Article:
There is a welcome trend in child custody cases in New York- parents, the courts and even New York divorce attorneys, are all recognizing the importance of both parents being engaged in making decisions effecting their children’s health, education and welfare. Rather than vesting one parent with child custody and decision making authority, now many custody disputes are being resolved in a way to give both parents say in making major decisions for their children.
Even without court intervention, with ever-increasing frequency, divorcing parents in New York are agreeing to some form of joint decision-making. This arrangement, which is commonly referred to as "joint custody" or "joint legal custody," enables both parents to have meaningful input into what happens in their child's life.
While a shared decision making is aspirational, it is not appropriate for everyone. There are cases where the parties either are just too contentious to jointly make decisions or shared custody is just not appropriate (i.e., in cases of domestic violence, drug or alcohol abuse etc.)
How Child Custody Decided in New York
A recent case provided a survey of the law regarding decision making in custody cases in New York. Not only is the case informative as it relates to legal issues, it is enlightening as Justice Cooper shares his candid impressions of the parties and how it affected his opinions.
The decision begins by addressing four ways decision making in custody cases can be handled. Decision making in custody case in New York can be made:
- Jointly- all major decisions are made collectively by both parents.
- Spheres of influence, where each parent is assigned specific areas where that parent has final decision-making authority
- Sole custody, where one of the parties is dysfunctional, lacks adequate parenting skills, or is suffering from some infirmity, so that it would be improvident to allow him/her to participate in making decisions for their children.
- Hybrid cases where the parents are deadlocked and unable to make joint decisions. The decision making is effectively given to an “expert” such as a parent-coordinator, educational consultant, or pediatrician, to cast the deciding vote.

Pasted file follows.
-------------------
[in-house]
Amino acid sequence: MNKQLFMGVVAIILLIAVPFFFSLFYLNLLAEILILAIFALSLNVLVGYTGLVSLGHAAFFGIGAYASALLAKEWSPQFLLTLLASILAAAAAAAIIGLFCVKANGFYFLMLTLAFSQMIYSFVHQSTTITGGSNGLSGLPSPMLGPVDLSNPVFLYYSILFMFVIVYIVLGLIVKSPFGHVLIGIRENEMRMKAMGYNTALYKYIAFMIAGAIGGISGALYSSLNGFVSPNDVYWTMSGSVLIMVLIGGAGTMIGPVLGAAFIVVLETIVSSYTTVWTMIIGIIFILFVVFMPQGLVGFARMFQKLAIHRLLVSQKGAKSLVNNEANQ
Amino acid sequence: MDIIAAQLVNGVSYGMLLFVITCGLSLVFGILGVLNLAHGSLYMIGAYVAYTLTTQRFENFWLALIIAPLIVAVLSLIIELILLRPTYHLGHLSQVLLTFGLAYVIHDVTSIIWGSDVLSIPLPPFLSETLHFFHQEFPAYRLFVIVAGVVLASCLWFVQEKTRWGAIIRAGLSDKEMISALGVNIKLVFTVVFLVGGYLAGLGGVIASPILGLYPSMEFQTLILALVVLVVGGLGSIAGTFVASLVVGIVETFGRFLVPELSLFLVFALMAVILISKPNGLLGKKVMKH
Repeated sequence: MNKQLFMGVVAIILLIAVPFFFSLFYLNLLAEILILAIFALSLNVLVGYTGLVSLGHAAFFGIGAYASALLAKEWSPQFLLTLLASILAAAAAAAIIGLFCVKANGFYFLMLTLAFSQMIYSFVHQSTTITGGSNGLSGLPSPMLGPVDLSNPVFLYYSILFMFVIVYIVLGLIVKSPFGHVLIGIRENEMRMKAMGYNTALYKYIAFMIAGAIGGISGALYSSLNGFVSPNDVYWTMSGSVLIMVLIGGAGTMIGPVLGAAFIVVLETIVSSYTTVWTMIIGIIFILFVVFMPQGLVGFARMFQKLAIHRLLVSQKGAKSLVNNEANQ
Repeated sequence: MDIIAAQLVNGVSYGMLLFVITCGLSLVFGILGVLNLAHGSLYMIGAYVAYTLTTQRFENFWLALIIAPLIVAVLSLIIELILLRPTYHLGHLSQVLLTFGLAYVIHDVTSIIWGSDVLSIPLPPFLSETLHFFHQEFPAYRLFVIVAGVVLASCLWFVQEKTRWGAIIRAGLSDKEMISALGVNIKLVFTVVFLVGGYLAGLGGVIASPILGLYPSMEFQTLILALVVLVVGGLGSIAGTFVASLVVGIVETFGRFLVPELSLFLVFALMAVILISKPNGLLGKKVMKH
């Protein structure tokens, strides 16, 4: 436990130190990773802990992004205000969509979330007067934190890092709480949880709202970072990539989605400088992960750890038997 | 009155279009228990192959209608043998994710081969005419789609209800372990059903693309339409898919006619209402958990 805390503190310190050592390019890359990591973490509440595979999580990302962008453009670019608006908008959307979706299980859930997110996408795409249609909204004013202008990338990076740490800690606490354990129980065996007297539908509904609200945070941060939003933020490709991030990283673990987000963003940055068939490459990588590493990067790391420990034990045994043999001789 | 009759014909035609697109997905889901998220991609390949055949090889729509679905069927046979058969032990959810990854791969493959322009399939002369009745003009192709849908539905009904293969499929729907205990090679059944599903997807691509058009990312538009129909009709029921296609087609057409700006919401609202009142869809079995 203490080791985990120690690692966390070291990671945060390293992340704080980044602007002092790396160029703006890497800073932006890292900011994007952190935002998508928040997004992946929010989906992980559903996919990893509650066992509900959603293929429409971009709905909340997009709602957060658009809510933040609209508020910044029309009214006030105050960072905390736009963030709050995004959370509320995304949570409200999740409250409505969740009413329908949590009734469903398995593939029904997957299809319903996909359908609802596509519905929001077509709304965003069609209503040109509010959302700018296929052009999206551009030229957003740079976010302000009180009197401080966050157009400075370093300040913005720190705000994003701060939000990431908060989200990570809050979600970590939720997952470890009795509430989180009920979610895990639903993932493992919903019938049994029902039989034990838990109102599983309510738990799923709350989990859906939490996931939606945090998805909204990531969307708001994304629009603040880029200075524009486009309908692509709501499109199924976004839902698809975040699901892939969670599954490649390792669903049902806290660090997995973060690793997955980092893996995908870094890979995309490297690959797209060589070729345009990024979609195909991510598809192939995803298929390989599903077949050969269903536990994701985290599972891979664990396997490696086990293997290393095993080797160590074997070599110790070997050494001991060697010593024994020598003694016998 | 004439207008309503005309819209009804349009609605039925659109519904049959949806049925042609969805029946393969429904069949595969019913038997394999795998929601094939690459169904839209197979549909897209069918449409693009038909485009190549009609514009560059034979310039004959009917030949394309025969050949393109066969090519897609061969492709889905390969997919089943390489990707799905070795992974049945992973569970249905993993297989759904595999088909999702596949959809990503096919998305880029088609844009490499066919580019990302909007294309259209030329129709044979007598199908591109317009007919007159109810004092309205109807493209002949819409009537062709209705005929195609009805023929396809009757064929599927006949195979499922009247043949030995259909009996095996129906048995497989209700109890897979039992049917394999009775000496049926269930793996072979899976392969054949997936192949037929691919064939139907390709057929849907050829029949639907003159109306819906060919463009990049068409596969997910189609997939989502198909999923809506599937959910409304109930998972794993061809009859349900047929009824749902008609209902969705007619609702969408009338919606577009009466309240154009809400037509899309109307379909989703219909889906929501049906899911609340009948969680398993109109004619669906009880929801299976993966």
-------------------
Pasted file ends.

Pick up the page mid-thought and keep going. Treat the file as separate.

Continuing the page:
Describing the importance of the custodial designation, the Court opined:
Because the word is defined as the "care and control" of another, the granting of custody to one parent can be seen as a declaration that the other parent has no role, or at best, a decidedly secondary role, in raising the child. Thus, it makes sense, wherever possible, to avoid using the word in favor of more neutral terms that do not give rise to the negative associations that come with being designated the non-custodial parent
. . . .even in a situation where hostility and poor-communication abound, courts, when called upon to designate legal custody, should opt, if at all possible, for designating both parents joint custodial parents, rather than making one the custodial and the other the non-custodial parent. . .To designate [a father] a non-custodial parent would, in effect, label him — to the child and the rest of the world — as being somehow defective and inferior to the mother, who, in turn, would wear the crown of custodial parent.
Sole or Joint Custody and Decision Making
For this reason, the Court explicitly rejected awarding of one parent the authority to make all decisions because the end result would marginalize the parent denied decision making and would decrease the likelihood of cooperation between the parties. Instead, the Court relied on two earlier cases and award each parent decision making authority in specific areas.
In Mars v Mars,, the first case the Court relied on, it noted that
It is undisputed that each parent takes an active interest in the children's lives and that it is in the children's best interest that both parents remain involved with them, notwithstanding the parents' present intolerance for each other .... While there is significant precedent for dividing decision-making between parents, we are aware of no precedent for completely depriving a non-custodial parent, who is otherwise to remain fully involved with the children's lives, of decision-making in all areas.
In Nimkoff v. Nimkoff , the second cited case, the Court noted:
It found that it was in the child's best interests to divide authority so as "to maintain the respective role of each parent in the child's life." With the mother as the "child's primary caretaker," the court found that granting zones to the father took into consideration "the strengths and weaknesses of both parents"and the "child's need for nurturing, guidance and the meaningful involvement of both parents."
Spheres of Influence Decision-Making
The Court then addressed the two major areas where decisions must be made, medical and educational issues. After consulting with the other parent, each parent was granted the authority to make the decision is specific areas within their “wheelhouse”- the father for educational issues because he was involved in both the parent association of the child’s school and was a trustee of his college, and the mother because she was better attuned to the child’s physical needs. It was noteworthy, that the Court also ordered that the parents consult with a parenting coordinator to assure that parents actually consulted with each other.
Undoubtedly, children fare best in a stress-free environment where parents are both on-board in making unified decisions. Unfortunately, parents who are no longer together, may have competing agendas for rearing their children. I do believe that parents can put their competing interests aside and do what is necessary to jointly make decisions in the best interests of their children.